French law draws a clear distinction between the notions of jurisdiction (in the present case the lack of jurisdiction) and admissibility (in the present case inadmissibility of a claim for lack of standing), unlike what one can see in many investment arbitration cases: (i) an arbitral tribunal’s jurisdiction must be assessed in the light of the scope of an arbitration agreement and the parties’ claims (a claim for lack of jurisdiction is a procedural plea (exception de procédure)); (ii) the admissibility of a claim relates to whether the claim can be validly submitted to a tribunal having jurisdiction (a claim founded on lack of standing is a plea of non-admissibility (fin de non-recevoir)). Accordingly, a tribunal can only rule on the admissibility of a claim (for instance for lack of standing because of an issue affecting the power of attorney relied upon by the claimant), once the tribunal has ruled on its own jurisdiction.

There are good reasons to draw a firm distinction between these two concepts as it has repercussions on the standard of review of the state court: under French law, the question of the jurisdiction of the arbitral tribunal is fully reviewed by the State judge (Article 1520 mentioned above). Conversely, the decision of an arbitral tribunal regarding a plea of inadmissibility is in principle final, as it forms part of the merits of the case. Any attempt to review such a finding would contradict the principle that prohibits the judicial review on the merits of an arbitral award.

The case has been referred back to the Versailles Court of Appeal which is set to review the question once again. One could expect that it will follow the direction set forth by the Cour de Cassation and, as a consequence, exercise a very narrow review of the arbitral tribunal’s findings. If the Jnah III award was to be upheld, and if Jnah decided to halt the legal battle, this epic, and, to date, never-ending saga would finally be over. All this is possible, but perhaps there remain far too many “ifs” in the equation for this wishful thinking to finally see the light of day.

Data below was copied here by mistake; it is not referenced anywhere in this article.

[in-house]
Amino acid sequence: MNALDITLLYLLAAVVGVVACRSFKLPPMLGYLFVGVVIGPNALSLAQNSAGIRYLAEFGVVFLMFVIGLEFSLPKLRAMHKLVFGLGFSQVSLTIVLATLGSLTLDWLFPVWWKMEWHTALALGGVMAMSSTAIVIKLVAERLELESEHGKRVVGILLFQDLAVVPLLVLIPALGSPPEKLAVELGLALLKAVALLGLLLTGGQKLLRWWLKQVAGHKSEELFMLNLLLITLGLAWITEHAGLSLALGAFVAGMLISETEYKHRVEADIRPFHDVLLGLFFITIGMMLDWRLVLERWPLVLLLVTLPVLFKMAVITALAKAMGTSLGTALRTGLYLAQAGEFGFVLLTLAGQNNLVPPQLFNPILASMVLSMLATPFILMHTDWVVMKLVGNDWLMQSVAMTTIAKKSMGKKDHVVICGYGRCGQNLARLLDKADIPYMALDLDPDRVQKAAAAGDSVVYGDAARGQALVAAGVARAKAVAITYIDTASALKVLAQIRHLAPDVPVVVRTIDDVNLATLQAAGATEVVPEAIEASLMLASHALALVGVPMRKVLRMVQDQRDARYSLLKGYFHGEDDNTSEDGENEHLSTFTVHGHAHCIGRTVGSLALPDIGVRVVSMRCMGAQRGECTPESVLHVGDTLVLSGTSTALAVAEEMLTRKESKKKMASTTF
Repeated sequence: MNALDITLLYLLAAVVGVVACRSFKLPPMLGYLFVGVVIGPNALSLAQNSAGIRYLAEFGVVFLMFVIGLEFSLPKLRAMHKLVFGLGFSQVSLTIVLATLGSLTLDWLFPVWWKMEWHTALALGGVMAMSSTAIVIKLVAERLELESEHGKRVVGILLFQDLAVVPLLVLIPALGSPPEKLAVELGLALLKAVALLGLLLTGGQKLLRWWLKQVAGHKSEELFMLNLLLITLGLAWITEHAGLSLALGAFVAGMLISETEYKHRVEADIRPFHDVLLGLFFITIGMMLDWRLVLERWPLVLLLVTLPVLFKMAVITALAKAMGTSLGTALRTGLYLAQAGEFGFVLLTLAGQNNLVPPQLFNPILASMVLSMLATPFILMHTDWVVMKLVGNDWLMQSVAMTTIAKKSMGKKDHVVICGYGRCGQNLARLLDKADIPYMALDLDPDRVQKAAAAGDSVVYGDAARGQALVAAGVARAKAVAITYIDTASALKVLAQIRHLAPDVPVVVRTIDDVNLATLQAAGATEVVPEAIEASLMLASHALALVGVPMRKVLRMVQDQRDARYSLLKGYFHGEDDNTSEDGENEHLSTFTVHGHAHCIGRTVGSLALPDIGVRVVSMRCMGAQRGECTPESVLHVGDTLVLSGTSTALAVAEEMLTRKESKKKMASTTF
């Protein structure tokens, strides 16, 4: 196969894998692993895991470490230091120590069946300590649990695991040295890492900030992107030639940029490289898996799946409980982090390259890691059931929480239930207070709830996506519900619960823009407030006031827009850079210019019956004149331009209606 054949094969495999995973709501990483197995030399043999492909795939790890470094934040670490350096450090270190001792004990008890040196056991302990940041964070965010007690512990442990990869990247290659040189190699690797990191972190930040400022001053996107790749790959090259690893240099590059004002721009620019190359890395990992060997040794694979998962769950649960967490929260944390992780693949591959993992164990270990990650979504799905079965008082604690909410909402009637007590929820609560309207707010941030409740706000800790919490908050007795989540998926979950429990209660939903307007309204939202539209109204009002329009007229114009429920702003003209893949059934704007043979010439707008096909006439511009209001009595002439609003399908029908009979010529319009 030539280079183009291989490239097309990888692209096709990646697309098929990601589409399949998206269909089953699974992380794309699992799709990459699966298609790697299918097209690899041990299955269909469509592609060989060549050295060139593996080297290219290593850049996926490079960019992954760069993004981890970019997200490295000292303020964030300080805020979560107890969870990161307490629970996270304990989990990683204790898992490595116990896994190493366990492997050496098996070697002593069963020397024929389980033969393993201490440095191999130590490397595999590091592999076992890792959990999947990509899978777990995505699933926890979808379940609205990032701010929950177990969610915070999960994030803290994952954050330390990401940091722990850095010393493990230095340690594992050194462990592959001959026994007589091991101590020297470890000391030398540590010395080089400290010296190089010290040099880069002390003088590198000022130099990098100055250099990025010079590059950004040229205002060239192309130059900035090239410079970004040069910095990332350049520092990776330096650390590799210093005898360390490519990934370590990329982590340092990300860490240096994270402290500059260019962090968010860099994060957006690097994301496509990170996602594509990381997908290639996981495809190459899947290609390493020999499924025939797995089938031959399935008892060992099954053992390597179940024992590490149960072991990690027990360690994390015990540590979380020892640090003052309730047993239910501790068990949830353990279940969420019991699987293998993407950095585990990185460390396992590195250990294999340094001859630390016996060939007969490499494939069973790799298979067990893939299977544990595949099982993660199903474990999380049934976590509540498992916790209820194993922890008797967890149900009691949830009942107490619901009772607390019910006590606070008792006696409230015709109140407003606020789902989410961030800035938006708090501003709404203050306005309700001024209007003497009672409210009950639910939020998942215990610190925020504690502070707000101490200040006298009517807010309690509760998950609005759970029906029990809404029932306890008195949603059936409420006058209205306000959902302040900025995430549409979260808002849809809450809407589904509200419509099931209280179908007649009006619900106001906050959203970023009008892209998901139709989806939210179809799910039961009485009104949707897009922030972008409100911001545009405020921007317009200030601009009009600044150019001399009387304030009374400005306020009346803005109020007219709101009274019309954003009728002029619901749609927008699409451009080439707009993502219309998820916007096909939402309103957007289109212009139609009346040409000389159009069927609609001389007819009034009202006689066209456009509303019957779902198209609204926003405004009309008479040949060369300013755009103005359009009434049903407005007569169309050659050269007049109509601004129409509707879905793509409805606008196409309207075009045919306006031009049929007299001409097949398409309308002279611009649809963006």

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In Commercial Arbitration, Should Arbitrators Be Exclusively at the Service of the Parties?

by Mercédeh Azeredo da Silveira

Derains & Gharavi

On the ground that arbitration is a consensual and neutral means of dispute resolution, it has been suggested that arbitrators ought to be wholly and exclusively at the service of the parties and that they are not entrusted with a mission to defend public interests.

There may be reasons to call this view into question.

It is true that the selection of arbitration instead of court litigation has an impact on the manner in which the applicable law is identified in the absence of choice of law by the parties: the seat of the arbitration is no forum and reliance on conflict-of-laws rules of the seat is therefore not mandatory. This does not imply, however, that arbitrators are bound to disregard entire categories of laws which may be substantively relevant to settle the parties’ claims. In the words of the US Supreme Court,

“[b]y agreeing to arbitrate a statutory claim, a party does not forgo the substantive rights afforded by the statute; it only submits to their resolution in an arbitral, rather than a judicial, forum. It trades the procedures and opportunity for review of the courtroom for the simplicity, informality, and expedition of arbitration” (Mitsubishi Motors Corporation v. Soler Chrysler-Plymouth, Inc., 473 US 614 (1985), at 628).